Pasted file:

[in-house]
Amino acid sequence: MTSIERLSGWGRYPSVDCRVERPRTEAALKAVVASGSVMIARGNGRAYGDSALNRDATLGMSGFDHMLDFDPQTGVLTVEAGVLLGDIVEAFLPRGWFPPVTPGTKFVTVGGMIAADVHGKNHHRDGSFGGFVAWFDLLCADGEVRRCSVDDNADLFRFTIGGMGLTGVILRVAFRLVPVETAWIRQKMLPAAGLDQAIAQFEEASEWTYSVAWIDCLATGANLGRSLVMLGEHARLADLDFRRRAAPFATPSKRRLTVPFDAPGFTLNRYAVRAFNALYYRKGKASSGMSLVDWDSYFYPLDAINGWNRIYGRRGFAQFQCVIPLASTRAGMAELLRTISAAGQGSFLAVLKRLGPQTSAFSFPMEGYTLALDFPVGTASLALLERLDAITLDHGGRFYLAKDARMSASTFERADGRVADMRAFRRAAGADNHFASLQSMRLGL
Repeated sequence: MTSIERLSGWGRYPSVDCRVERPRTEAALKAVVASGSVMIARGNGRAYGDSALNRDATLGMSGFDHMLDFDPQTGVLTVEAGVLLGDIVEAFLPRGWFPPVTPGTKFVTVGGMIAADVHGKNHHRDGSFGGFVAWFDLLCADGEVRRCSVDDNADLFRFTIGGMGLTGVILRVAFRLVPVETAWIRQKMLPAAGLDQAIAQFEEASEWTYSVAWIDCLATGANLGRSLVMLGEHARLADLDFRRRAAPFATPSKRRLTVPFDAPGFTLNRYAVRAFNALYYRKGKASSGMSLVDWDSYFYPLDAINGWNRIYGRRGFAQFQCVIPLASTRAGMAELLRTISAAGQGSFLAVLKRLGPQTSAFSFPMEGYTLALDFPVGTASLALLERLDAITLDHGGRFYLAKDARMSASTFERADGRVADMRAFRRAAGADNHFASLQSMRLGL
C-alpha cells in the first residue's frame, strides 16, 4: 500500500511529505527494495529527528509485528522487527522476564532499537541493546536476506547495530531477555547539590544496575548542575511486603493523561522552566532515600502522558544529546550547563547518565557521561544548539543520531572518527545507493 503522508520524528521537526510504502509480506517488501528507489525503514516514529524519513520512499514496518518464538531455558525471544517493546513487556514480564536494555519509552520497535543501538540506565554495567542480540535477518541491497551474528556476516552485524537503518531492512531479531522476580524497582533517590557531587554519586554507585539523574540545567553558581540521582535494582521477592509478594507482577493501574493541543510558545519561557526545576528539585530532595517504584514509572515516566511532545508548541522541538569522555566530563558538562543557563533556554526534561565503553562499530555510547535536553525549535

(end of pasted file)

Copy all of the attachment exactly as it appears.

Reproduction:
[in-house]
Amino acid sequence: MTSIERLSGWGRYPSVDCRVERPRTEAALKAVVASGSVMIARGNGRAYGDSALNRDATLGMSGFDHMLDFDPQTGVLTVEAGVLLGDIVEAFLPRGWFPPVTPGTKFVTVGGMIAADVHGKNHHRDGSFGGFVAWFDLLCADGEVRRCSVDDNADLFRFTIGGMGLTGVILRVAFRLVPVETAWIRQKMLPAAGLDQAIAQFEEASEWTYSVAWIDCLATGANLGRSLVMLGEHARLADLDFRRRAAPFATPSKRRLTVPFDAPGFTLNRYAVRAFNALYYRKGKASSGMSLVDWDSYFYPLDAINGWNRIYGRRGFAQFQCVIPLASTRAGMAELLRTISAAGQGSFLAVLKRLGPQTSAFSFPMEGYTLALDFPVGTASLALLERLDAITLDHGGRFYLAKDARMSASTFERADGRVADMRAFRRAAGADNHFASLQSMRLGL
Repeated sequence: MTSIERLSGWGRYPSVDCRVERPRTEAALKAVVASGSVMIARGNGRAYGDSALNRDATLGMSGFDHMLDFDPQTGVLTVEAGVLLGDIVEAFLPRGWFPPVTPGTKFVTVGGMIAADVHGKNHHRDGSFGGFVAWFDLLCADGEVRRCSVDDNADLFRFTIGGMGLTGVILRVAFRLVPVETAWIRQKMLPAAGLDQAIAQFEEASEWTYSVAWIDCLATGANLGRSLVMLGEHARLADLDFRRRAAPFATPSKRRLTVPFDAPGFTLNRYAVRAFNALYYRKGKASSGMSLVDWDSYFYPLDAINGWNRIYGRRGFAQFQCVIPLASTRAGMAELLRTISAAGQGSFLAVLKRLGPQTSAFSFPMEGYTLALDFPVGTASLALLERLDAITLDHGGRFYLAKDARMSASTFERADGRVADMRAFRRAAGADNHFASLQSMRLGL
C-alpha cells in the first residue's frame, strides 16, 4: 500500500511529505527494495529527528509485528522487527522476564532499537541493546536476506547495530531477555547539590544496575548542575511486603493523561522552566532515600502522558544529546550547563547518565557521561544548539543520531572518527545507493 503522508520524528521537526510504502509480506517488501528507489525503514516514529524519513520512499514496518518464538531455558525471544517493546513487556514480564536494555519509552520497535543501538540506565554495567542480540535477518541491497551474528556476516552485524537503518531492512531479531522476580524497582533517590557531587554519586554507585539523574540545567553558581540521582535494582521477592509478594507482577493501574493541543510558545519561557526545576528539585530532595517504584514509572515516566511532545508548541522541538569522555566530563558538562543557563533556554526534561565503553562499530555510547535536553525549535